Panama announced it will reopen its borders to international visitors on Oct. 12, with several new COVID-19 precautions in place.
Travelers to Panama must present negative COVID-19 test results, taken within 48 hours of arrival. Those whose results are older than 48 hours will be required to take a rapid COVID-19 test at the airport, at a cost of about $30. There are no arrival restrictions based on country, anyone can enter Panama.
“After closing our borders to travelers in late March, we are excited to safely welcome visitors back to Panama,” Jamaica's Minister of Tourism, Ivan Eskildsen, said in a statement shared with Travel + Leisure. “The new health and safety protocols reflect our continuous hard work and dedication in protecting both Panamanians and our visitors, and through our efforts, have earned the World Travel & Tourism Council (WTTC) Safe Travels stamp of approval. Our beautiful country, rich in nature, biodiversity, and cultural heritage is once again ready to be discovered.”
Before checking in for a flight, passengers must also complete an electronic affidavit, agreeing to comply with the Ministry of Health’s COVID-19 measures in Panama. If a traveler is deemed to have contracted COVID-19 upon arrival, they will have to quarantine for seven days at a hotel, paid for by the Panamanian government. They will be tested again at the end of the quarantine period.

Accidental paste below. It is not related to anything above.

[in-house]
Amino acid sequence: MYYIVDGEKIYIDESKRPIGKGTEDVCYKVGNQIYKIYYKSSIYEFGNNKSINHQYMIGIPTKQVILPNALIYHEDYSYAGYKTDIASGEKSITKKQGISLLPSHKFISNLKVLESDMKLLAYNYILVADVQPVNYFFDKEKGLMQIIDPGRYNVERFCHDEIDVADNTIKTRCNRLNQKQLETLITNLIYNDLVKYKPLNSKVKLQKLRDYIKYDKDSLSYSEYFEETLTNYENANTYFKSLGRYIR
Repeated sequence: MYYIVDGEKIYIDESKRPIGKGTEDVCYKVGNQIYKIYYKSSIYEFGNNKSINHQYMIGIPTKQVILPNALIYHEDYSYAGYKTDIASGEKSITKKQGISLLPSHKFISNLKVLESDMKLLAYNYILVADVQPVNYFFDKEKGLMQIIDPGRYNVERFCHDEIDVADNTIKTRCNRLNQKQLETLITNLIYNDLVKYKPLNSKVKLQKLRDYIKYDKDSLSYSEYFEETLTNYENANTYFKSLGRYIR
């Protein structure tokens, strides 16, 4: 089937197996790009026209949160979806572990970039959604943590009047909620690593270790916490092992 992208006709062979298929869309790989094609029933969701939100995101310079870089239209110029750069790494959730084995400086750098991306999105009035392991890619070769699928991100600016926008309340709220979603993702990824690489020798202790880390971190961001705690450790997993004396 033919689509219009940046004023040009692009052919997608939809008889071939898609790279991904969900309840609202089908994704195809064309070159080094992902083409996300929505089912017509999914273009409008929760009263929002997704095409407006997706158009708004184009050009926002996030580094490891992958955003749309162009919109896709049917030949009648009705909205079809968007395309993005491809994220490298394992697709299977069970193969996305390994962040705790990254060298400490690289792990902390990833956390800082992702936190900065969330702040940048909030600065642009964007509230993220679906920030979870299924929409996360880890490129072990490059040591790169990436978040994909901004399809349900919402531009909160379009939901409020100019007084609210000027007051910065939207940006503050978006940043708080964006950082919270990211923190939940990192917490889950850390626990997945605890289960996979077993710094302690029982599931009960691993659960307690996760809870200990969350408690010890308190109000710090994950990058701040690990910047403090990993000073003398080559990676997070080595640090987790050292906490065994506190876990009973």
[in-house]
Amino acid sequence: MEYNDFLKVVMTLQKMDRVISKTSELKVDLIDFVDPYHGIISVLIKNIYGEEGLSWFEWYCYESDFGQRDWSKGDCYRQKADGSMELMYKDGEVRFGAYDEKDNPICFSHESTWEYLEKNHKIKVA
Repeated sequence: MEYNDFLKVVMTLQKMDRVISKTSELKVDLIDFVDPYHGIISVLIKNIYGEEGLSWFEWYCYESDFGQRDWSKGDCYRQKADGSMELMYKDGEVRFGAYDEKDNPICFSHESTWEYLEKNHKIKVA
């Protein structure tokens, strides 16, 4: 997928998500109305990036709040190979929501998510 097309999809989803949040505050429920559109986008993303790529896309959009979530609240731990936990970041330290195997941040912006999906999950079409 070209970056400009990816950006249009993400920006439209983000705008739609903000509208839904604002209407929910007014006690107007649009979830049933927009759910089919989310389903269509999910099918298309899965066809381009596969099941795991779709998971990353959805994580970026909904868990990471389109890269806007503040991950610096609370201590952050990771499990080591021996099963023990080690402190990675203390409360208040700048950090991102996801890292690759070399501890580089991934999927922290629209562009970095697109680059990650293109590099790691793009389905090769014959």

Face masks are required in all public spaces and electronic payments at shops and restaurants are preferred to reduce person-to-person contact. Visitors should also obey social distancing measures and follow directions on signs when posted.
Anyone looking to dine in a restaurant should consider making reservations in advance as seating is limited as restaurants have to abide by social distancing between tables. Tours are also operating with limited capacity, down to 50% in ground transportation vehicles.
While travel health insurance isn’t required for entry into Panama, it is highly recommended.
Earlier this month, Colombia reopened its borders to international flights and several Caribbean islands have been doing the same.
Cailey Rizzo is a contributing writer for Travel + Leisure, currently based in Brooklyn. When in a new city, she's usually out to discover under-the-radar art, culture, and secondhand stores. No matter her location, you can find her on Twitter, on Instagram or at caileyrizzo.com.
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